What do you think about the structural support he provides to uphold his argument?  Do you see mimesis connecting with any other kind of criticism besides historical?

Course webpage 

3 Comments

Greta Carroll said:

Angela, I agree with you. Paris’s constant quoting of other people kind of annoyed me too. More of his essay seemed to be him quoting people than his actual thoughts. But you do have a point; I suppose he was just trying to carefully support his point by quoting others. As for other types of criticism which could correspond to mimesis, I think reader-response would be one. For, if the author truly creates a “realistic” character, wouldn’t that really make the reader react to them strongly (whether in a positive of negative way)?

I think you explained Paris’s article well though in your blog. However, as you comment, “The author, then, must leave his own body and become someone else, someone very different. He must not lead his own work, but be lead by it as if the character in his story actually exists,” but how can this be the case? As I point out in my own blog entry on Paris, he says there are three different types of characters. And that the aesthetic and illustrative characters are pretty much one-dimensional, it is only the mimetic which are realistic. My problem is, if only some of the characters the author creates he can become, then what about all these other characters the author doesn’t become? Isn’t it rather unrealistic to have some characters who seem real and some who aren’t? Isn’t that like saying some people in real life are more important than other people? Or saying that we are allowed to be self-centered and only focus on ourselves? All people in the real world are complicated, so how is it possible for anything to truly be mimetic if some characters will not be mimetic but aesthetic or illustrative?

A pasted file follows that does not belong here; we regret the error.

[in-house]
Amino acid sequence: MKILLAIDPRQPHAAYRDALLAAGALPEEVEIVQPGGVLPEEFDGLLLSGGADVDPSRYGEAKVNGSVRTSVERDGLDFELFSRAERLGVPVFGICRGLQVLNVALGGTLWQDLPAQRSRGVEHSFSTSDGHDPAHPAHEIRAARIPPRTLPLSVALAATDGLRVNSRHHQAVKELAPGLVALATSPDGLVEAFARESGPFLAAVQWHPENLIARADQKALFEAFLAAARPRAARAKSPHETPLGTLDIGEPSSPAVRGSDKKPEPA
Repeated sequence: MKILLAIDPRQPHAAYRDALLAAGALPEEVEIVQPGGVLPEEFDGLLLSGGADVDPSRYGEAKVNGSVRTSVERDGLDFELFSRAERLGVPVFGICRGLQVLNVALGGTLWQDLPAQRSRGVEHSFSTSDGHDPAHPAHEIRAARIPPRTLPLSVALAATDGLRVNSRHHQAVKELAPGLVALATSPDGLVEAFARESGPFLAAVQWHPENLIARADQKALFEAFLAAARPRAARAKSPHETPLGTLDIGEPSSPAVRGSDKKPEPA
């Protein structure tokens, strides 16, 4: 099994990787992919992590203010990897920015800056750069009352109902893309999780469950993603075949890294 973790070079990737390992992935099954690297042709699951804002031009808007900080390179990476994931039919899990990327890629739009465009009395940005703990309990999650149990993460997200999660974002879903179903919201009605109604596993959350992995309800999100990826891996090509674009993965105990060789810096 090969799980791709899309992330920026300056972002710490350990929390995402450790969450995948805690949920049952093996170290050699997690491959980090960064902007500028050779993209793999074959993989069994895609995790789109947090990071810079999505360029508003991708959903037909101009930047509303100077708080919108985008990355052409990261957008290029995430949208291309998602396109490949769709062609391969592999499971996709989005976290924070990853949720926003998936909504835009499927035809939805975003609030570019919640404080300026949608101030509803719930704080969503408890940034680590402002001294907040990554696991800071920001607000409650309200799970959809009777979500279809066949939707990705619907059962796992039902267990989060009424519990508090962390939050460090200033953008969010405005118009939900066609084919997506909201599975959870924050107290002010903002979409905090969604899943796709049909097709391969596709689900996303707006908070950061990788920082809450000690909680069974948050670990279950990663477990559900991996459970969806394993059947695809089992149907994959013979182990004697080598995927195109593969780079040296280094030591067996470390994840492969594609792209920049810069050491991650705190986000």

If you'd like to read what I said on my blog about this issue, you're welcome to:
http://blogs.setonhill.edu/GretaCarroll/2009/03/if_realistic_fiction_exists_ho.html

Greta, you made some great points. To answer your questions about the characters that are one-dimensional all you have to do is think about your life. I'm sure you've known someone that you can't help but stereotype because they seemingly fit into a perfect mold. For example, you probably knew "the dumb jock" or the "self-loathing emo" or someone like that. In real life, even though we know that all people have things that make them tick, we don't have the luxury of seeing everyone's thoughts like we sometimes get in literature. Because we don't have that ability, we put them in these molds to understand them as they are and the best way we know how to. Because of this, I guess that a truly realistic piece of literature would do the same. Some characters are just boring but that's what I'd like to call the main character or even the implied author's generalization of that person in order to try to "understand" them. Does that help?

Greta Carroll said:

Angela, yeah, that makes sense to me. I think you explained that well. I can definitely see what you are saying. I don’t have the power to read other people’s minds, I don’t know everyone else’s past, or what difficulties they may be going through. So by setting up these limits the author in a sense is making it a more realistic experience for us. In real life we don’t get to be omniscient, so it only makes sense that “realistic” characters wouldn’t get the advantage of being able to do this either. I think it makes more sense to me now, thanks : )